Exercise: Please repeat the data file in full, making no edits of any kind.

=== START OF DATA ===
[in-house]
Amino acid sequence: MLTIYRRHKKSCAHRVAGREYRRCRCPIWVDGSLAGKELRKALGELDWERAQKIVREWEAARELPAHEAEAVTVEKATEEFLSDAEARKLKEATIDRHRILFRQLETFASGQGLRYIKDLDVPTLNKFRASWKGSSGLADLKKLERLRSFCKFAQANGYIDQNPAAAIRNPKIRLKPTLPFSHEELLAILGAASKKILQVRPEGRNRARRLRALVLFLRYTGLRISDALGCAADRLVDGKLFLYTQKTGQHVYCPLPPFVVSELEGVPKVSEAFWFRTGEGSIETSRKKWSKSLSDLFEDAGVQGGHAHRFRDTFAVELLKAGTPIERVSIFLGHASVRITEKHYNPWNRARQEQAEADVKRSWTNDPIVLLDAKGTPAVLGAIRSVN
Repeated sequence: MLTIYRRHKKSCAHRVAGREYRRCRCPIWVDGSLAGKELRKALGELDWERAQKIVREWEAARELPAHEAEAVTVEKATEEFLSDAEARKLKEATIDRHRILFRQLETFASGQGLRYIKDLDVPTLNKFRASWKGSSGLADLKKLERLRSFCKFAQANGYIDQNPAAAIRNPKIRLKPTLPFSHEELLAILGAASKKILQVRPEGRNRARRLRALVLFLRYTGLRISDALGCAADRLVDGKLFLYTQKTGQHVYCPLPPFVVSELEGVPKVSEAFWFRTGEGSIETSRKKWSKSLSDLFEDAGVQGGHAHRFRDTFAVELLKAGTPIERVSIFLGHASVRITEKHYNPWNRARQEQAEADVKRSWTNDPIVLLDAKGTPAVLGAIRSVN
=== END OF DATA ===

[in-house]
Amino acid sequence: MLTIYRRHKKSCAHRVAGREYRRCRCPIWVDGSLAGKELRKALGELDWERAQKIVREWEAARELPAHEAEAVTVEKATEEFLSDAEARKLKEATIDRHRILFRQLETFASGQGLRYIKDLDVPTLNKFRASWKGSSGLADLKKLERLRSFCKFAQANGYIDQNPAAAIRNPKIRLKPTLPFSHEELLAILGAASKKILQVRPEGRNRARRLRALVLFLRYTGLRISDALGCAADRLVDGKLFLYTQKTGQHVYCPLPPFVVSELEGVPKVSEAFWFRTGEGSIETSRKKWSKSLSDLFEDAGVQGGHAHRFRDTFAVELLKAGTPIERVSIFLGHASVRITEKHYNPWNRARQEQAEADVKRSWTNDPIVLLDAKGTPAVLGAIRSVN
Repeated sequence: MLTIYRRHKKSCAHRVAGREYRRCRCPIWVDGSLAGKELRKALGELDWERAQKIVREWEAARELPAHEAEAVTVEKATEEFLSDAEARKLKEATIDRHRILFRQLETFASGQGLRYIKDLDVPTLNKFRASWKGSSGLADLKKLERLRSFCKFAQANGYIDQNPAAAIRNPKIRLKPTLPFSHEELLAILGAASKKILQVRPEGRNRARRLRALVLFLRYTGLRISDALGCAADRLVDGKLFLYTQKTGQHVYCPLPPFVVSELEGVPKVSEAFWFRTGEGSIETSRKKWSKSLSDLFEDAGVQGGHAHRFRDTFAVELLKAGTPIERVSIFLGHASVRITEKHYNPWNRARQEQAEADVKRSWTNDPIVLLDAKGTPAVLGAIRSVN